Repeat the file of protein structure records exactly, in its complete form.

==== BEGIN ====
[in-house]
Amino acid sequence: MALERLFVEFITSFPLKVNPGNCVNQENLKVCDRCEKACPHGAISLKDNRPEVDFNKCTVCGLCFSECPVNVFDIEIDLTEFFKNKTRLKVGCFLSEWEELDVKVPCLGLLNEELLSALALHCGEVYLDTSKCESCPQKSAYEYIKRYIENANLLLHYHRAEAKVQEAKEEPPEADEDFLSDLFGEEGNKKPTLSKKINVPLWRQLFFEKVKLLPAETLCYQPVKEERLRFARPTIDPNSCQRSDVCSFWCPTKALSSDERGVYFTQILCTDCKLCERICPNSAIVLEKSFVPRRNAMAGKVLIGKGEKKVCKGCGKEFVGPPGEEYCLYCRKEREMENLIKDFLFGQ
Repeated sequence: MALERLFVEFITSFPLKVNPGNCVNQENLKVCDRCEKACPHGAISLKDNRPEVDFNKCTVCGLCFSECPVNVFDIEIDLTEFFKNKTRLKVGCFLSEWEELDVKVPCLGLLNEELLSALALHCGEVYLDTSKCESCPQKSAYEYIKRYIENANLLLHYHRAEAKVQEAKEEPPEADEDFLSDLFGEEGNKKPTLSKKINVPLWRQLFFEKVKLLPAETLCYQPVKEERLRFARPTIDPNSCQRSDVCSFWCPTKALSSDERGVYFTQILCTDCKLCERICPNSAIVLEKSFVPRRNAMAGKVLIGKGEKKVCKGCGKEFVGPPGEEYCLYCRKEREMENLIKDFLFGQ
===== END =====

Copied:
[in-house]
Amino acid sequence: MALERLFVEFITSFPLKVNPGNCVNQENLKVCDRCEKACPHGAISLKDNRPEVDFNKCTVCGLCFSECPVNVFDIEIDLTEFFKNKTRLKVGCFLSEWEELDVKVPCLGLLNEELLSALALHCGEVYLDTSKCESCPQKSAYEYIKRYIENANLLLHYHRAEAKVQEAKEEPPEADEDFLSDLFGEEGNKKPTLSKKINVPLWRQLFFEKVKLLPAETLCYQPVKEERLRFARPTIDPNSCQRSDVCSFWCPTKALSSDERGVYFTQILCTDCKLCERICPNSAIVLEKSFVPRRNAMAGKVLIGKGEKKVCKGCGKEFVGPPGEEYCLYCRKEREMENLIKDFLFGQ
Repeated sequence: MALERLFVEFITSFPLKVNPGNCVNQENLKVCDRCEKACPHGAISLKDNRPEVDFNKCTVCGLCFSECPVNVFDIEIDLTEFFKNKTRLKVGCFLSEWEELDVKVPCLGLLNEELLSALALHCGEVYLDTSKCESCPQKSAYEYIKRYIENANLLLHYHRAEAKVQEAKEEPPEADEDFLSDLFGEEGNKKPTLSKKINVPLWRQLFFEKVKLLPAETLCYQPVKEERLRFARPTIDPNSCQRSDVCSFWCPTKALSSDERGVYFTQILCTDCKLCERICPNSAIVLEKSFVPRRNAMAGKVLIGKGEKKVCKGCGKEFVGPPGEEYCLYCRKEREMENLIKDFLFGQ